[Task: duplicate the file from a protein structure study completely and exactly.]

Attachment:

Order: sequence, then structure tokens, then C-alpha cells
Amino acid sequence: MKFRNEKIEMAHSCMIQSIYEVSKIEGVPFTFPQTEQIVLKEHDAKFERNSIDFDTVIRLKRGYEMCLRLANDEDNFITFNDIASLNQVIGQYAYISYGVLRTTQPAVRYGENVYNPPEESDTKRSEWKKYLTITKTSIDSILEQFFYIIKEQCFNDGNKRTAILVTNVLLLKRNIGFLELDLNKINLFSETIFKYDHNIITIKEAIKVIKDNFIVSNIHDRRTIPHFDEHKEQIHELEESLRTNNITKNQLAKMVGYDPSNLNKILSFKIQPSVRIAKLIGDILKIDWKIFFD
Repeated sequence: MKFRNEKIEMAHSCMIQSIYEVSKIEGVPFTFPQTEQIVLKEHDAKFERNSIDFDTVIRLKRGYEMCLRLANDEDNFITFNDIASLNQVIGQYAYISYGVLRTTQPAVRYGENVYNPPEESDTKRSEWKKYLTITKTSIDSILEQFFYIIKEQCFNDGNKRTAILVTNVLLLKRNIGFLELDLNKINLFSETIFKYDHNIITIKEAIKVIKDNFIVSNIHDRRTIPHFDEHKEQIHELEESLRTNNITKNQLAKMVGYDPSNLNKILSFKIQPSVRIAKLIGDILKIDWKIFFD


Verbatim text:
Order: sequence, then structure tokens, then C-alpha cells
Amino acid sequence: MKFRNEKIEMAHSCMIQSIYEVSKIEGVPFTFPQTEQIVLKEHDAKFERNSIDFDTVIRLKRGYEMCLRLANDEDNFITFNDIASLNQVIGQYAYISYGVLRTTQPAVRYGENVYNPPEESDTKRSEWKKYLTITKTSIDSILEQFFYIIKEQCFNDGNKRTAILVTNVLLLKRNIGFLELDLNKINLFSETIFKYDHNIITIKEAIKVIKDNFIVSNIHDRRTIPHFDEHKEQIHELEESLRTNNITKNQLAKMVGYDPSNLNKILSFKIQPSVRIAKLIGDILKIDWKIFFD
Repeated sequence: MKFRNEKIEMAHSCMIQSIYEVSKIEGVPFTFPQTEQIVLKEHDAKFERNSIDFDTVIRLKRGYEMCLRLANDEDNFITFNDIASLNQVIGQYAYISYGVLRTTQPAVRYGENVYNPPEESDTKRSEWKKYLTITKTSIDSILEQFFYIIKEQCFNDGNKRTAILVTNVLLLKRNIGFLELDLNKINLFSETIFKYDHNIITIKEAIKVIKDNFIVSNIHDRRTIPHFDEHKEQIHELEESLRTNNITKNQLAKMVGYDPSNLNKILSFKIQPSVRIAKLIGDILKIDWKIFFD